The Scotsman Sessions #119: Curious Seed

Welcome to The Scotsman Sessions. With performing arts activity curtailed for the foreseeable future, we are commissioning a series of short video performances from artists all around the country and releasing them on scotsman.com, with introductions from our critics. Here, in the shadow of Arthur’s Seat in Edinburgh, the dancers of Curious Seed perform a durational piece entitled Field – Something For The Future Now

Thursday, 8th October 2020, 11:57 am

Like schoolchildren bursting free from the classroom at break time, dancers spin and tumble across the grass, drinking in their new-found freedom. A sense of joy bounces off them and, for a brief moment at least, all is well. Banished from rehearsal rooms and theatres since March, the dance community is perhaps feeling more hemmed in than most. Highly physical people confined within four small walls. For Christine Devaney, artistic director of Edinburgh-based dance company Curious Seed, an outlet was sorely needed.

“Once lockdown rules were eased, I began meeting on Sunday afternoons in Holyrood Park with a small group of artists to play and figure out how to take my creative practice outside,” she explains. “I really needed to get out and dance to help

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me process all that was building up in my body, my mind, my heart.

Curious Seed
Curious Seed

“Initially I tried on my own but it didn’t feel right, so I asked others to join me, using the two-metre distance as an interesting challenge. We’ve been dancing together without touching and exploring the stunning Holyrood Park as our studio. It’s been glorious, challenging and healing.”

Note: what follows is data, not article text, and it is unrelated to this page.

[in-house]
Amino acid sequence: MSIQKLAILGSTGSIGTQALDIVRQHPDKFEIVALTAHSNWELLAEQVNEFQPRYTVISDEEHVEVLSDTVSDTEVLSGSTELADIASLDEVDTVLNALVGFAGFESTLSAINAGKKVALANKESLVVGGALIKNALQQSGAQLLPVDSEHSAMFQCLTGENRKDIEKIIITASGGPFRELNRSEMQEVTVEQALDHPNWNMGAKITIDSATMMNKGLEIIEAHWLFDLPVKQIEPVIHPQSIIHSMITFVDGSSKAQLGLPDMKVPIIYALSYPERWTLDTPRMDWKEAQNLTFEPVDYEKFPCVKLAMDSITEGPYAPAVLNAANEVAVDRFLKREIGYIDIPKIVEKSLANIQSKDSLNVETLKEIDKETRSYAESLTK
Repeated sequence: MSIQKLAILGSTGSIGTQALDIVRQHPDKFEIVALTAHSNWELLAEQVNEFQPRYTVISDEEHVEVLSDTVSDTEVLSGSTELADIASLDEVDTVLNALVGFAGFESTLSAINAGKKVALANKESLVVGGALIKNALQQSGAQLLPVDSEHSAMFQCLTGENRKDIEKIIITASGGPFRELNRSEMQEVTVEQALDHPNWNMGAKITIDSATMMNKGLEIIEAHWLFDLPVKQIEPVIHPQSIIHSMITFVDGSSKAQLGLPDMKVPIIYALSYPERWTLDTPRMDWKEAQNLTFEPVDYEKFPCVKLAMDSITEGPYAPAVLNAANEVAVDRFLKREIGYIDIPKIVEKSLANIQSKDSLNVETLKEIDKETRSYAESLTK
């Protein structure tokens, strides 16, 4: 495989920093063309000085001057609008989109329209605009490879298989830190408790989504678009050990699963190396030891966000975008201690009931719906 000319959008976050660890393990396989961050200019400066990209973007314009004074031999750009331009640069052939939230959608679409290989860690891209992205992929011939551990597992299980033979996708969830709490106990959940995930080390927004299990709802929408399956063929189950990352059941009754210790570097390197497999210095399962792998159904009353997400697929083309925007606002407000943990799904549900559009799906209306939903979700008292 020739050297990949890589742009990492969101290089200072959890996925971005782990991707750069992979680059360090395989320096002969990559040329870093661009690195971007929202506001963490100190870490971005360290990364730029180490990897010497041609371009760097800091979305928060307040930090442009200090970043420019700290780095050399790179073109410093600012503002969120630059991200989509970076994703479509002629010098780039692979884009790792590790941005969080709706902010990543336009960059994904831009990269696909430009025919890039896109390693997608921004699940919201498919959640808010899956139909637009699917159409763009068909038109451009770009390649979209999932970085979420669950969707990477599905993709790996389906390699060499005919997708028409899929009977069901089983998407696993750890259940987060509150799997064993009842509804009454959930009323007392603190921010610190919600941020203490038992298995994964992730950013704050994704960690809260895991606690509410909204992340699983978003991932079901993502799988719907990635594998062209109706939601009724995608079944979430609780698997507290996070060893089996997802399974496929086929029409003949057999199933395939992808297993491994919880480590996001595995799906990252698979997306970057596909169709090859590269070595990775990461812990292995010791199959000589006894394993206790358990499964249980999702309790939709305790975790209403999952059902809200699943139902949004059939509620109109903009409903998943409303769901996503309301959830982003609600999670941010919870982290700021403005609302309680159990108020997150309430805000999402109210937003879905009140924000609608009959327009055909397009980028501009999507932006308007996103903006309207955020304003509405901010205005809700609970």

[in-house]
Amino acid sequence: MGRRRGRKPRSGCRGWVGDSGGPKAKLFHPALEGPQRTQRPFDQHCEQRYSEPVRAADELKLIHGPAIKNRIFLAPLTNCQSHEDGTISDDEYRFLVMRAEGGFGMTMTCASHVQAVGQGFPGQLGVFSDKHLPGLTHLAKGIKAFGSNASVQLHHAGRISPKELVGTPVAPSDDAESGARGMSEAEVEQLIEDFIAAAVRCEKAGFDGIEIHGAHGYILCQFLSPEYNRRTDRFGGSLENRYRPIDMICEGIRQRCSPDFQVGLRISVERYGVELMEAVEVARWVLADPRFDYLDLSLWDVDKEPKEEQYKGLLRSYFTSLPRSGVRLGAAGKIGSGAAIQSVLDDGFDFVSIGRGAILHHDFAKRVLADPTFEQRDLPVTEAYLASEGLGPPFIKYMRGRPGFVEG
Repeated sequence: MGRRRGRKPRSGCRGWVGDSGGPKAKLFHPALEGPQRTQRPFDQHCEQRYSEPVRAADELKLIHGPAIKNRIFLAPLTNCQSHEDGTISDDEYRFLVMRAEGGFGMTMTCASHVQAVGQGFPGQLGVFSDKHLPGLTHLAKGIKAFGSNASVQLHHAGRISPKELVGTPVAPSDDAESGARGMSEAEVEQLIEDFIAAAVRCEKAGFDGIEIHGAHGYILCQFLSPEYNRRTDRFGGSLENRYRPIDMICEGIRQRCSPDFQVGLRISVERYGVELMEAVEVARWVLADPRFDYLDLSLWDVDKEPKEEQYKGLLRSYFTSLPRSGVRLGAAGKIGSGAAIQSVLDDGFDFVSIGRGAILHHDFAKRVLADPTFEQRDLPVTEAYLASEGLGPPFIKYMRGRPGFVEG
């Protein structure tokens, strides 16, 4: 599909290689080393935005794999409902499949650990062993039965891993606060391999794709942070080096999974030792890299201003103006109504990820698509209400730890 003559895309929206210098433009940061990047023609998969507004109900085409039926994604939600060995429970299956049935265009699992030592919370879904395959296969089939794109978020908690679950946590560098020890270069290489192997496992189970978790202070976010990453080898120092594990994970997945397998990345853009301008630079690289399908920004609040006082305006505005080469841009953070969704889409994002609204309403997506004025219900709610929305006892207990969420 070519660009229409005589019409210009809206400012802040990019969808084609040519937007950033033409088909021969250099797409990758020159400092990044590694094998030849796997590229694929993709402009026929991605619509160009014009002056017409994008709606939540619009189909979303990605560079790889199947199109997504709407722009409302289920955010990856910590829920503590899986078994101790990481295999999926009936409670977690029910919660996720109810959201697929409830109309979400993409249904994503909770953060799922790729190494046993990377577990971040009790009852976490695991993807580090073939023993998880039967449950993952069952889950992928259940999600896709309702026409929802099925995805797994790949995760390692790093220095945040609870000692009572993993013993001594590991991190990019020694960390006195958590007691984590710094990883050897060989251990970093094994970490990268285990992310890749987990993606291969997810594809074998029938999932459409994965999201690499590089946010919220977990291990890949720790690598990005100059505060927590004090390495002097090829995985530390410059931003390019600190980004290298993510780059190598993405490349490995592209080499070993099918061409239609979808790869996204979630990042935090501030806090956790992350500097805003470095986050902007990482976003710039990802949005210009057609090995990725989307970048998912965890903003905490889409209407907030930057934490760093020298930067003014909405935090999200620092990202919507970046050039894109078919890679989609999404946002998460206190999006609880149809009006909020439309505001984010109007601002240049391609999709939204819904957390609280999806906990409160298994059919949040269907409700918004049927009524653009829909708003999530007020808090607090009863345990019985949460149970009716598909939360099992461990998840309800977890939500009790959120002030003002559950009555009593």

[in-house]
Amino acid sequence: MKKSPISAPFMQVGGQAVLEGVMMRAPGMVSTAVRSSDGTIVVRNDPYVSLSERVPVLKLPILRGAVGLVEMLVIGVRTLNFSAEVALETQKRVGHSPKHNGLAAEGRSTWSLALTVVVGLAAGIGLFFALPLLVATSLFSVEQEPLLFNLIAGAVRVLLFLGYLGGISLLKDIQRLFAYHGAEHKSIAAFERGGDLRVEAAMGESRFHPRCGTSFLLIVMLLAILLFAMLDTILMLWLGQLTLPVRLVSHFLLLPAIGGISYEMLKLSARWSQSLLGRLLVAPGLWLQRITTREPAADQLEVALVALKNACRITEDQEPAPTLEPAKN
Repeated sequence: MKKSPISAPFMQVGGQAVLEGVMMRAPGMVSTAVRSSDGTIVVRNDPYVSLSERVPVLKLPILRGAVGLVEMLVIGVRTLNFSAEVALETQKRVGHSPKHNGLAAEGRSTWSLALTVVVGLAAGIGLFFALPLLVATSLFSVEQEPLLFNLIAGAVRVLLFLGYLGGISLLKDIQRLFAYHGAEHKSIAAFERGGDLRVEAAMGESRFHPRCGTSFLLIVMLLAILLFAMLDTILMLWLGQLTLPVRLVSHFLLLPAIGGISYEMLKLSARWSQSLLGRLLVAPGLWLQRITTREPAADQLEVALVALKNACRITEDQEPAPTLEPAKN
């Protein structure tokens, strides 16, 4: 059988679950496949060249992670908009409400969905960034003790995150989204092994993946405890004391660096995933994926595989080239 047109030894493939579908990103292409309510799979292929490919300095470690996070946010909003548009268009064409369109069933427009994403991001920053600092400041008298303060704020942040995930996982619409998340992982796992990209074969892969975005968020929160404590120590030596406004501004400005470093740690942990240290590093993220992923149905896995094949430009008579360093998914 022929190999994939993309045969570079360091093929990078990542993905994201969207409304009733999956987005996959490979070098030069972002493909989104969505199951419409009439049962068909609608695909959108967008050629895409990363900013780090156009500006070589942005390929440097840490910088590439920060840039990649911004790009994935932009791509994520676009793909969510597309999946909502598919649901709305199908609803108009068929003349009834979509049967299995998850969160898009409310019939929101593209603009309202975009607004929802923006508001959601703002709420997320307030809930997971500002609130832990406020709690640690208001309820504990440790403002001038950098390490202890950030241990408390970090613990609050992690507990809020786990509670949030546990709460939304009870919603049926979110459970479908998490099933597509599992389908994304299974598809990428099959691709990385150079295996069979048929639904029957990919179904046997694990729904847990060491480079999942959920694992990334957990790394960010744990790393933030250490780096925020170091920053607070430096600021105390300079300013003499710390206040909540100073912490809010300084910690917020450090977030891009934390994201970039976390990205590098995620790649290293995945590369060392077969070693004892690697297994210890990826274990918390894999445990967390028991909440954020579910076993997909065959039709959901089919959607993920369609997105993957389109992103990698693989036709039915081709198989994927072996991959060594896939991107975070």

Those weekly get-togethers recently culminated in a four-hour durational piece – edited down into this short film. With Arthur’s Seat as their backdrop, the dancers responded to the landscape, the shifting light and each other. Much of the time, it looks as though they’re making it up as they go along, then a sudden piece of synchronised choreography suggests otherwise.

Holding placards announcing “There is a way” and “Good to see you,” their carefree movement feels like a wee touch of (socially-distanced) anarchy in amongst all the rules and regulations. I love the idea of passers-by happening upon this merry band of players as they run wild, carrier bags billowing in the breeze, singing Happy Birthday – and not while they’re washing their hands.

For more on Curious Seed, see www.curious-seed.com/

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